4. Use an essential oil to help calm the person down. When my husband got agitated I’d put a few drops of oil on a cotton pad inside a diffuser and plug it into the wall. He usually calmed down immediately.  The following oils can be used in a diffuser, or put in a bath or fragrance free moisturizer. They can also be sprayed on a pillow or handkerchief. Citrus oils are generally refreshing and uplifting for the mind and emotions, relieve stress and anxiety, and are useful for odor management and appetite support. Consider: bergamot, grapefruit, lemon, and orange. Floral oils are often used as a personal fragrance and are useful to relieve anxiety, depression, and irritability. These oils are useful as an inhaler, in a body lotion, and for the bath. Consider: clary sage, geranium, lavender, rose, and ylang ylang. Tree oils are revitalizing with immune boosting properties, ease respiratory congestion, and are supportive to breathing ease. They are useful for pain relief, skin infections, and odor management, and can relieve nervous exhaustion and depression. Consider: eucalyptus (Eucalytpus citriodora or globulus), pine needle, sandalwood, or Tea Tree.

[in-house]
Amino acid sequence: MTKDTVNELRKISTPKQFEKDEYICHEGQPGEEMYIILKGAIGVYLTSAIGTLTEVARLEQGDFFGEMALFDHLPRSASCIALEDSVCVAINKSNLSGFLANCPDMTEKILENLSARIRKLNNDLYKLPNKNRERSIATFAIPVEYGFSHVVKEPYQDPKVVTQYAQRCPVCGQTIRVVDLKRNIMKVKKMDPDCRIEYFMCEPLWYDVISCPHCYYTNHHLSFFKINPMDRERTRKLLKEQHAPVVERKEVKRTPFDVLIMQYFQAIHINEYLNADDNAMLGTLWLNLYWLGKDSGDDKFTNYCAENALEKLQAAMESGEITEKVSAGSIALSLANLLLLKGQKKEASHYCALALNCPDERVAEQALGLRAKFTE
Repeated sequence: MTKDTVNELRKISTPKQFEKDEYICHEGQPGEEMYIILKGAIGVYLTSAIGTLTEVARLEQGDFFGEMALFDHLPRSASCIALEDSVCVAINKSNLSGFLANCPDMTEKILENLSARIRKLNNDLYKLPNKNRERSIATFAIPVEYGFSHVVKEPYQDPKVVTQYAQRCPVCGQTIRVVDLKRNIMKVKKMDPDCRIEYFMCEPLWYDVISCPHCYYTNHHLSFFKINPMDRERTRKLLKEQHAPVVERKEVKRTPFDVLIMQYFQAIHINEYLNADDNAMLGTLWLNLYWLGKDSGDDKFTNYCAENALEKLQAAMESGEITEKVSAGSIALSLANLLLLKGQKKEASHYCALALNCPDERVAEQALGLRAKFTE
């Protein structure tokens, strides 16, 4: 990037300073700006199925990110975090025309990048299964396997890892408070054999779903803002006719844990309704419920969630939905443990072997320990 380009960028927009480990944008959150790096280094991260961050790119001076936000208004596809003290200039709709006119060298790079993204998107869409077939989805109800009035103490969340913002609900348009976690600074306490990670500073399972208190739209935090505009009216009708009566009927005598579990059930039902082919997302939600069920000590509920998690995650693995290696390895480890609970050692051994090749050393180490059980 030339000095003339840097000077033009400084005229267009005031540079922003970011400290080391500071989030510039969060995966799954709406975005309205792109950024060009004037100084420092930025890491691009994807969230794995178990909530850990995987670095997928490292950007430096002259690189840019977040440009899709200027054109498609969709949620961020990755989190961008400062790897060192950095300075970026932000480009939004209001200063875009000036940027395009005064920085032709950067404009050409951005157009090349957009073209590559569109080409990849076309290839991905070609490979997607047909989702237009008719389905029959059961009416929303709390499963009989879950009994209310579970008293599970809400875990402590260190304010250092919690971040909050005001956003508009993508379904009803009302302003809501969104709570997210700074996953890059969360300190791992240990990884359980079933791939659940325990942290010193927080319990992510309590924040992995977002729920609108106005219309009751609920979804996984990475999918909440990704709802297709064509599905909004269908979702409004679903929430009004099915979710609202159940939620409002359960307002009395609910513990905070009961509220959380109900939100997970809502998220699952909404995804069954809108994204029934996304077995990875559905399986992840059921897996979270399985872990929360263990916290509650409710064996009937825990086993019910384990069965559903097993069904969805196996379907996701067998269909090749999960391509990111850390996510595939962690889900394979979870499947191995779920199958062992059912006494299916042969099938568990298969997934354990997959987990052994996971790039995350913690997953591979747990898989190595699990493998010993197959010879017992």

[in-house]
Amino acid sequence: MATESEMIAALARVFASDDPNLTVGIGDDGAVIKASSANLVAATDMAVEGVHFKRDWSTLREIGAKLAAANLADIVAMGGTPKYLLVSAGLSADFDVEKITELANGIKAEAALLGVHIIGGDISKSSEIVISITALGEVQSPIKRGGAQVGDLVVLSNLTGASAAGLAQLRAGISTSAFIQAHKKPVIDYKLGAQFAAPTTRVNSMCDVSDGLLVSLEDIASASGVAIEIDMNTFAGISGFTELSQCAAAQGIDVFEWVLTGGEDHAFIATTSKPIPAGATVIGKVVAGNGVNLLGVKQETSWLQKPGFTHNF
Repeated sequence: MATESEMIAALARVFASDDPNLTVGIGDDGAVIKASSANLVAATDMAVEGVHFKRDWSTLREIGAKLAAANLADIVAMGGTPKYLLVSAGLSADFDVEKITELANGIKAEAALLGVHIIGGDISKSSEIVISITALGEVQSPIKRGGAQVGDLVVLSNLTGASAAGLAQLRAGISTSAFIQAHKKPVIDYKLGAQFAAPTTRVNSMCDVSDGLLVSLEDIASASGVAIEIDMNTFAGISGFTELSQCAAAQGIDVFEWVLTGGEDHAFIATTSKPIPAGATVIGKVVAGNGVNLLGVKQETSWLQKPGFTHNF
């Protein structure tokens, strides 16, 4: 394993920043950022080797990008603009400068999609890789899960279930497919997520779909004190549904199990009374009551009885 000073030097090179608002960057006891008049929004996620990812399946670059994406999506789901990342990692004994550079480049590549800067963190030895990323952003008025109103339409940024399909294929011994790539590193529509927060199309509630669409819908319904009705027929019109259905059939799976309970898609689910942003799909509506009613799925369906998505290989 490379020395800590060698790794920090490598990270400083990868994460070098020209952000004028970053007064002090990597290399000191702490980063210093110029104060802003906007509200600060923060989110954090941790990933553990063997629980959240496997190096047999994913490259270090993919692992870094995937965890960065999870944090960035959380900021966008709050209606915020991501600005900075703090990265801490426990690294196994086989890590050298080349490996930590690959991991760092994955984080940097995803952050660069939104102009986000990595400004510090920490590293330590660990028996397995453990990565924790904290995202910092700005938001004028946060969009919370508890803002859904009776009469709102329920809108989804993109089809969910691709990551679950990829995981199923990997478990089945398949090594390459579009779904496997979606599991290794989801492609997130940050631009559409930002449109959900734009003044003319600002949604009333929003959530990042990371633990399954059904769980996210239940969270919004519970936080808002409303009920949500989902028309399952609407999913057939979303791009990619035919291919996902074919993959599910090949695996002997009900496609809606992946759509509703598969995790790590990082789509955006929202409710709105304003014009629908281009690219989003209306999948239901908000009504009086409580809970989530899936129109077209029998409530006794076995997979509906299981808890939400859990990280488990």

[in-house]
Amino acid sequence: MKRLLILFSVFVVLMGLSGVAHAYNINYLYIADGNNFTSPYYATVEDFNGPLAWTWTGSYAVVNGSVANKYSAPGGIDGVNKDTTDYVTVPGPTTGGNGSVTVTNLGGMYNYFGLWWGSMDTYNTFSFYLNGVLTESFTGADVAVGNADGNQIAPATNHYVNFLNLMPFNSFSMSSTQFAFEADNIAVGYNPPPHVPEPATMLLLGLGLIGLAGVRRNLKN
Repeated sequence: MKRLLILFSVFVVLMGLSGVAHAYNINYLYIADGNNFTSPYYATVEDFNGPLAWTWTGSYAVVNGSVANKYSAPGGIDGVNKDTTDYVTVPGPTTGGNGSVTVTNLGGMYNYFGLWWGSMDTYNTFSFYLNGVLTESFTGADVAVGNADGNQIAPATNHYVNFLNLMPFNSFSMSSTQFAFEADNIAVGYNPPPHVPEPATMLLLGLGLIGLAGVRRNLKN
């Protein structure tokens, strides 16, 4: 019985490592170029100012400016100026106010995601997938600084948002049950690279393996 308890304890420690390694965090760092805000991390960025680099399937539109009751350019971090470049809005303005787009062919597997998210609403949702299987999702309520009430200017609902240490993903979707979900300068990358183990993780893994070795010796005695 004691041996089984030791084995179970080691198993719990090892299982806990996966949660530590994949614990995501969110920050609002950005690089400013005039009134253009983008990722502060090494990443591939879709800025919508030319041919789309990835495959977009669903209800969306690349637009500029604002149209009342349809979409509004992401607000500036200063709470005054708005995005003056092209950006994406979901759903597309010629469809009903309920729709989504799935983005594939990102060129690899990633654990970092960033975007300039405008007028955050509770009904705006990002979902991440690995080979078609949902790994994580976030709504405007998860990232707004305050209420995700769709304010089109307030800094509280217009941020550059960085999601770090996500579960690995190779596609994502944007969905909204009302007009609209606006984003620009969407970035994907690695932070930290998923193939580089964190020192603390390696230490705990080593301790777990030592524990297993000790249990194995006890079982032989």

5. Reassure your patient by speaking gently and calmly.
  6. Play calming music, i.e. Mozart
  7. Try to distract the person with a TV show, favorite snack (ice cream almost always works), or a walk outside.
  8. Maintain a regular routine.
  9. Make sure the lighting is suitable in the home or facility.
  10. Help the person to maintain as much dignity and independence as possible.
  11. Make sure the person is eating a nutritious low-sugar, low-salt diet, with no or very limited amounts of alcohol and caffeine.


Barbra Cohn cared for her husband Morris for 10 years. He passed away from younger-onset Alzheimer’s disease in 2010. Afterward, she was compelled to write “Calmer Waters: The Caregiver’s Journey Through Alzheimer’s & Dementia”–winner of the 2018 Book Excellence Award in self-help– in order to help other caregivers feel healthier and happier, have more energy, sleep better, feel more confident, deal with feelings of guilt and grief, and to ultimately experience inner peace. “Calmer Waters” is available at AmazonBarnes & NobleBoulder Book StoreTattered Cover Book Store,  Indie Bound.org, and many other fine independent bookstores, as well as public libraries.